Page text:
The impact of upcoding extends beyond financial loss. It erodes trust between patients and healthcare providers, leading to unnecessary investigations or treatments based on inaccurately documented medical records. 

Through the Centers for Medicare & Medicaid Services (CMS), the federal government employs various tools and audits to detect such fraudulent activities. However, the sophistication of upcoding schemes often makes detection challenging.

What Is Unbundling?

Unbundling, another fraudulent practice, involves fragmenting billing codes for procedures typically charged under a single comprehensive code to increase reimbursement. 

Submitting multiple bills for what should be a bundled service exploits loopholes in the Medicare billing system. For example, billing each step of a surgical procedure separately when a single code should encompass all steps constitutes unbundling.

The repercussions of unbundling are far-reaching, leading to inflated Medicare bills and misallocation of resources. It undermines the efficiency and affordability of healthcare by artificially increasing the perceived volume of services provided.

Detection mechanisms, like those for upcoding, include data analysis and audits, but the complexity of medical billing codes often complicates these efforts.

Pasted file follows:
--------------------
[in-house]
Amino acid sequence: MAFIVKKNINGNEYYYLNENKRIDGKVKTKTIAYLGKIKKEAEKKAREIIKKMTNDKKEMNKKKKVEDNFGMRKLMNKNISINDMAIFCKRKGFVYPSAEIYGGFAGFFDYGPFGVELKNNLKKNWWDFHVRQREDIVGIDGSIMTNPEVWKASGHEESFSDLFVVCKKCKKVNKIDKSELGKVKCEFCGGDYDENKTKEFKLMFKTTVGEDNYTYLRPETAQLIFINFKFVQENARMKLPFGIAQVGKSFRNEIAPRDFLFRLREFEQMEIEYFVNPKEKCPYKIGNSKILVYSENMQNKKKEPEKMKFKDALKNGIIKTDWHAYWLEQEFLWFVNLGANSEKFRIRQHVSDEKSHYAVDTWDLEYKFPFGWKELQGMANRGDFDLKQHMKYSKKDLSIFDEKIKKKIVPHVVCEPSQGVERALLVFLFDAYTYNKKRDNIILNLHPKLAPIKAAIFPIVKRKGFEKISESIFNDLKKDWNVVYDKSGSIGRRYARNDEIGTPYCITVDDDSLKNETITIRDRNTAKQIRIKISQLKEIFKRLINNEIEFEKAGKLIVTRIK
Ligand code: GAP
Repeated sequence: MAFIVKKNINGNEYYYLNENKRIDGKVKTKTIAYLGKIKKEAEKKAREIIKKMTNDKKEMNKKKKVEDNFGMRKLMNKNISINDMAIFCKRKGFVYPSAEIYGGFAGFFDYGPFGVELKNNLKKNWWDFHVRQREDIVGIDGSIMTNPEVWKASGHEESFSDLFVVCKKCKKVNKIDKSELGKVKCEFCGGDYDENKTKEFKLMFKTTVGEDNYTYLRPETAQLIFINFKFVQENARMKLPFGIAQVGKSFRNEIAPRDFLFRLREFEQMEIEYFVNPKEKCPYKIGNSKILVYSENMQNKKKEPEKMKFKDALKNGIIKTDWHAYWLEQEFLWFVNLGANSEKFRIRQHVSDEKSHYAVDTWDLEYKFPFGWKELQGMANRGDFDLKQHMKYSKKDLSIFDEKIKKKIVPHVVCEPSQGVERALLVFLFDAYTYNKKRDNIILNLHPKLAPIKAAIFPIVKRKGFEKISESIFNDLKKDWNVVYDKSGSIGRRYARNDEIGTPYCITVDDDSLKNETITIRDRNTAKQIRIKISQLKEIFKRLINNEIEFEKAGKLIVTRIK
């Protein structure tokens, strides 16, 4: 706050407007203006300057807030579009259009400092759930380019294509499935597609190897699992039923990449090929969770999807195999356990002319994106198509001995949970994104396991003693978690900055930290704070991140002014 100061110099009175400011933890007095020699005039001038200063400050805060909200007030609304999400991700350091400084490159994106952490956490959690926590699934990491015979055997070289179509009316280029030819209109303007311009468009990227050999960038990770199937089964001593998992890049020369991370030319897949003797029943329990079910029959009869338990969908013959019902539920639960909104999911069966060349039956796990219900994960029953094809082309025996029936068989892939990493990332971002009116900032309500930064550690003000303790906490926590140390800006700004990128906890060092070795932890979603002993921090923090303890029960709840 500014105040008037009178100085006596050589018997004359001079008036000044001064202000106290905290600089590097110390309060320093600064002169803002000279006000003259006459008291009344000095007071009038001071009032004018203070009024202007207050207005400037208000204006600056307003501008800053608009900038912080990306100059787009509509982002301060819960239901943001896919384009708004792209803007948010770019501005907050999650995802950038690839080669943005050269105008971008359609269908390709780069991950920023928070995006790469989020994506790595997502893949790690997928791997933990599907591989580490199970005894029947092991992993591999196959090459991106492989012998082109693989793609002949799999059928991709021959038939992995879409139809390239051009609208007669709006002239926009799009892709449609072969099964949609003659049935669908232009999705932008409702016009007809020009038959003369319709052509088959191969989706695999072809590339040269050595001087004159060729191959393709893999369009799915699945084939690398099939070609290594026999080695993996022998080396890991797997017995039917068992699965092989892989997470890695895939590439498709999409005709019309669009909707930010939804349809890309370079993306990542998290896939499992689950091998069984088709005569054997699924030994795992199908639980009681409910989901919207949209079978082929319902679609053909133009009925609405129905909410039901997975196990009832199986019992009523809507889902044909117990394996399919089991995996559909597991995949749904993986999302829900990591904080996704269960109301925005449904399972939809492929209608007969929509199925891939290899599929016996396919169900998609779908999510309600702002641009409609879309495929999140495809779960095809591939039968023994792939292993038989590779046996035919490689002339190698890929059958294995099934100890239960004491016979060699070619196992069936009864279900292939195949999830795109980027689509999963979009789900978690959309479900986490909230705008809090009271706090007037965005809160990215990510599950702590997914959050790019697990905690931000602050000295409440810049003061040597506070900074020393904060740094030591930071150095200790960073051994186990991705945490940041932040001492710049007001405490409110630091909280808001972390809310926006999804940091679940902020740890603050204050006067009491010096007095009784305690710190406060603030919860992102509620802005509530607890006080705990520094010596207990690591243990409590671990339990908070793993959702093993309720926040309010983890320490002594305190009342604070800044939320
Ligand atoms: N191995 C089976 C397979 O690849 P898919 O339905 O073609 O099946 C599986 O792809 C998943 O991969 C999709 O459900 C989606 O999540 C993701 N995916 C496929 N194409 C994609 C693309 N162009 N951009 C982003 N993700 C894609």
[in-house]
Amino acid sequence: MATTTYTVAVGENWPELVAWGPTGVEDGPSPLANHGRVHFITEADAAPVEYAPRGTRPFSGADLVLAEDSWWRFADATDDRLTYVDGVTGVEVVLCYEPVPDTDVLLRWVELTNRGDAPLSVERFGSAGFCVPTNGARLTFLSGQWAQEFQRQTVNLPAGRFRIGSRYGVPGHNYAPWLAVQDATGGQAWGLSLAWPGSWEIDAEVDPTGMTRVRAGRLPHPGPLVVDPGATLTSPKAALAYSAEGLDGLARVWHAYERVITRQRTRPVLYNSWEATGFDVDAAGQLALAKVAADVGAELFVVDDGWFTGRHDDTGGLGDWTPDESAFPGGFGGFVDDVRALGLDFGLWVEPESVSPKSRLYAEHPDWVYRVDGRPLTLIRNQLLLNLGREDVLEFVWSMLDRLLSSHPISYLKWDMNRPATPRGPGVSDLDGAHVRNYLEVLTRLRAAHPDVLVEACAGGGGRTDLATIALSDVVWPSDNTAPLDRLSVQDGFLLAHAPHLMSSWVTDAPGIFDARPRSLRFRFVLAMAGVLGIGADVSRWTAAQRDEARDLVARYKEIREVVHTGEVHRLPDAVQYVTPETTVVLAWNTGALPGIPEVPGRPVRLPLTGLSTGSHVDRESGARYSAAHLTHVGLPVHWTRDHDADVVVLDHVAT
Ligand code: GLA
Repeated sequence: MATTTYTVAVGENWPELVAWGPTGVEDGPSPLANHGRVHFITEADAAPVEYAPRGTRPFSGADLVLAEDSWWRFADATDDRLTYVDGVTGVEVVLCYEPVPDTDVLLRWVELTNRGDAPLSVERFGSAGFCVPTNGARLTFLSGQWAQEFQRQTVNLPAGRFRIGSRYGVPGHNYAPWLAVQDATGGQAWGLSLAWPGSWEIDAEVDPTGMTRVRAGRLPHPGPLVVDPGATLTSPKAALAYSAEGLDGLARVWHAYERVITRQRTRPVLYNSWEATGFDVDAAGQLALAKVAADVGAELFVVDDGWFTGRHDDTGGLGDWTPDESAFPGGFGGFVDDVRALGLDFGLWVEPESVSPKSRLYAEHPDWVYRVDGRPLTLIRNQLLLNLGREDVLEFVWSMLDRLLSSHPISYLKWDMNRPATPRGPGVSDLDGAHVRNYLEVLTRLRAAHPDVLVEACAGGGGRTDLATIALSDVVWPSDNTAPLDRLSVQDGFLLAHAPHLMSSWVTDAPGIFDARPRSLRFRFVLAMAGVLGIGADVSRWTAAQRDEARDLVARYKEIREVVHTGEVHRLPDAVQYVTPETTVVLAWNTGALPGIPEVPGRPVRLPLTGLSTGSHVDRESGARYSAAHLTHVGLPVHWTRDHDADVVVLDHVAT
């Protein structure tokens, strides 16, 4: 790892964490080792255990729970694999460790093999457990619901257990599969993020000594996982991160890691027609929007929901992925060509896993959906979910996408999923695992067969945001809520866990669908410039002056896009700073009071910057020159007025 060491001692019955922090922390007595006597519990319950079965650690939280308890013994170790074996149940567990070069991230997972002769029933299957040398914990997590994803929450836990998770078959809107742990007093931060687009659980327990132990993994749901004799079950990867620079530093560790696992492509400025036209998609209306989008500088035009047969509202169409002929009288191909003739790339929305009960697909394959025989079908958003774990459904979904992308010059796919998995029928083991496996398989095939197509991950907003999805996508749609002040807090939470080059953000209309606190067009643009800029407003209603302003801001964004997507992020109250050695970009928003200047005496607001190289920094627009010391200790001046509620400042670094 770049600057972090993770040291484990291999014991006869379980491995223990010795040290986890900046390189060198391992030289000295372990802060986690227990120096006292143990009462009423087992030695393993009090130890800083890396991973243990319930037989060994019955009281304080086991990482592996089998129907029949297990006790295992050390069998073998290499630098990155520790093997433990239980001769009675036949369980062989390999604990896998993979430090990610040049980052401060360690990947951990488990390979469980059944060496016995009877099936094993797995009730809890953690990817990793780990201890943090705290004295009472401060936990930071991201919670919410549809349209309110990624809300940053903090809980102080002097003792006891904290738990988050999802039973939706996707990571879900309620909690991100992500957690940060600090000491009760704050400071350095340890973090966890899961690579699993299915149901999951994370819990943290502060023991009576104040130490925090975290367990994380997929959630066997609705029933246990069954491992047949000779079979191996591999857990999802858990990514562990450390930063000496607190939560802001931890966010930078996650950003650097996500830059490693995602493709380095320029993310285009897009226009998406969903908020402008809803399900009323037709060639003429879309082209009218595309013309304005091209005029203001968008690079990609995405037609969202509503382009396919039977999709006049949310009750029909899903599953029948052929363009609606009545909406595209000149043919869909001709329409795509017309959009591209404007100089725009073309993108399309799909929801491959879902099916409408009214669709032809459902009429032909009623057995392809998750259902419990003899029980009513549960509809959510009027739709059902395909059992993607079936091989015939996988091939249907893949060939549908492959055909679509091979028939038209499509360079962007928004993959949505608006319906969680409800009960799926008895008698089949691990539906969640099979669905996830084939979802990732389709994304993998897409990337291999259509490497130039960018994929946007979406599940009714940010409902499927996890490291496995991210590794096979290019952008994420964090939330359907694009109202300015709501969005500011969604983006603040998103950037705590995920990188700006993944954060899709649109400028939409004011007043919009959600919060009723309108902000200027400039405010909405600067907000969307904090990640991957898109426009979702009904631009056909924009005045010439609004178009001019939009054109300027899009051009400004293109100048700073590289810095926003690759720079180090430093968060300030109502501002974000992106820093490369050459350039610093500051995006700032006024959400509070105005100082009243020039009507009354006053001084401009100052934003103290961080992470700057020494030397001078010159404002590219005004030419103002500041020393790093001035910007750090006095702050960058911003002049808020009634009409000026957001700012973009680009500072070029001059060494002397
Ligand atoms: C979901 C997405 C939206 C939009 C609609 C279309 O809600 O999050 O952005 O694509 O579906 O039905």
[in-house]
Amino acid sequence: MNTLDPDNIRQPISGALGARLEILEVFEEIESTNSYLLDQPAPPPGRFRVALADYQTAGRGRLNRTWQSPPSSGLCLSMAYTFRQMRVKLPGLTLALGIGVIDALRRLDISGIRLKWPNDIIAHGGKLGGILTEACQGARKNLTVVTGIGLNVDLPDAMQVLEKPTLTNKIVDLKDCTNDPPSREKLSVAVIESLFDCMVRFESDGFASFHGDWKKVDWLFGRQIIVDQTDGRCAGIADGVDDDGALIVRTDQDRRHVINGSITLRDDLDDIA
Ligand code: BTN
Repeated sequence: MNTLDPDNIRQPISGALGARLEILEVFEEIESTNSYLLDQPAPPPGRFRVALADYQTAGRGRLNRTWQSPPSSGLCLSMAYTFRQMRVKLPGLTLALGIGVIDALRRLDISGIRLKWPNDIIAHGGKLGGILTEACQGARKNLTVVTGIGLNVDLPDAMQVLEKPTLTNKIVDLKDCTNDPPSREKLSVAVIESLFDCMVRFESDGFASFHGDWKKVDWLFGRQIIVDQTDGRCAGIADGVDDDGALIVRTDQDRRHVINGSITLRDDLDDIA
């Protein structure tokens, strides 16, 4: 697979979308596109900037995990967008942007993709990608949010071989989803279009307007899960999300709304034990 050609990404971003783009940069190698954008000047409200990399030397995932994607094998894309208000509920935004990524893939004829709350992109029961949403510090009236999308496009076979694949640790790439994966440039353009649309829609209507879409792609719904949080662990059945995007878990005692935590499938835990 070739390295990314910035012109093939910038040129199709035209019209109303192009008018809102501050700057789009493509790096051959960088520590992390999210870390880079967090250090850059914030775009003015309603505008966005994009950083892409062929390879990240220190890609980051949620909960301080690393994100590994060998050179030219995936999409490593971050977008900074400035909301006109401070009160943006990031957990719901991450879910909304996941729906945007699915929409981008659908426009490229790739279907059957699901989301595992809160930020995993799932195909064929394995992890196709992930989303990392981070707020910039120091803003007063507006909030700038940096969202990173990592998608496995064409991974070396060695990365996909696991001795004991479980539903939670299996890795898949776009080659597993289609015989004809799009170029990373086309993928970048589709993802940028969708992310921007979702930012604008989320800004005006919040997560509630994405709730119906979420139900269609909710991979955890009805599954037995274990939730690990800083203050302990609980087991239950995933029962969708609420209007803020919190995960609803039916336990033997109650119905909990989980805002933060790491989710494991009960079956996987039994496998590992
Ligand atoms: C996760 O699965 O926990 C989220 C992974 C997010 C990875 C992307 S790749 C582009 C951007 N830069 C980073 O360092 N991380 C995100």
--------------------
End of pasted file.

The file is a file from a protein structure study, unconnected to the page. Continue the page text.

Electronic health records (EHR) software can help facilitate upcoding and unbundling. With EHR software, healthcare providers can copy and paste notes from a patient's previous visit into current treatment notes.

Thus, this can make it appear that the provider has diagnosed and treated every condition on that list. Healthcare providers might also restrict the menus on their EHR software to show only diagnoses and treatment codes with the highest reimbursement rates.

Who are the Common Perpetrators of Upcoding and Unbundling?

Upcoding or unbundling fraud may occur at almost all points within the healthcare system. For example, Doctors, hospitals, outpatient facility administrators, billing specialists, and medical coders may all be implicated in upcoding and unbundling fraud. 

These practices are not limited to any specific type of healthcare entity but can occur in any setting where Medicare service billing occurs. The pressure to meet financial targets or inadequate compliance programs often leads to these unethical billing practices.

Hospitals could engage in upcoding lower-level charges for better-paying ones. Notably, hospital inpatient costs are paid using pre-determined rates that will vary according to the diagnosis-related group (DRG) assigned to the type of patient stay and the severity of the diagnosis. Diagnosis codes (ICD codes) determine the DRG and severity level.